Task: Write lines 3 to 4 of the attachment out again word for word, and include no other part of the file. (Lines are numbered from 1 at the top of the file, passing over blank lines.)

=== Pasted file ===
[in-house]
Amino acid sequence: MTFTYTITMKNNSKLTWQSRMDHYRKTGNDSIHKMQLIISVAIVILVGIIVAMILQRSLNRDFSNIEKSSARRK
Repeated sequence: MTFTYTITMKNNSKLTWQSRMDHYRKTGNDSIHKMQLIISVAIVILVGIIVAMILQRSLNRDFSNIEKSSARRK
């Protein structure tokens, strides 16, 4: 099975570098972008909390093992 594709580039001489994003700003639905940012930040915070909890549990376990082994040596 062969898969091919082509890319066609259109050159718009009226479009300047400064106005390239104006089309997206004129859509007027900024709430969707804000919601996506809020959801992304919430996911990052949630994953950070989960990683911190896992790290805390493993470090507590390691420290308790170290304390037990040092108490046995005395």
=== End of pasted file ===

Repeated sequence: MTFTYTITMKNNSKLTWQSRMDHYRKTGNDSIHKMQLIISVAIVILVGIIVAMILQRSLNRDFSNIEKSSARRK
């Protein structure tokens, strides 16, 4: 099975570098972008909390093992 594709580039001489994003700003639905940012930040915070909890549990376990082994040596 062969898969091919082509890319066609259109050159718009009226479009300047400064106005390239104006089309997206004129859509007027900024709430969707804000919601996506809020959801992304919430996911990052949630994953950070989960990683911190896992790290805390493993470090507590390691420290308790170290304390037990040092108490046995005395």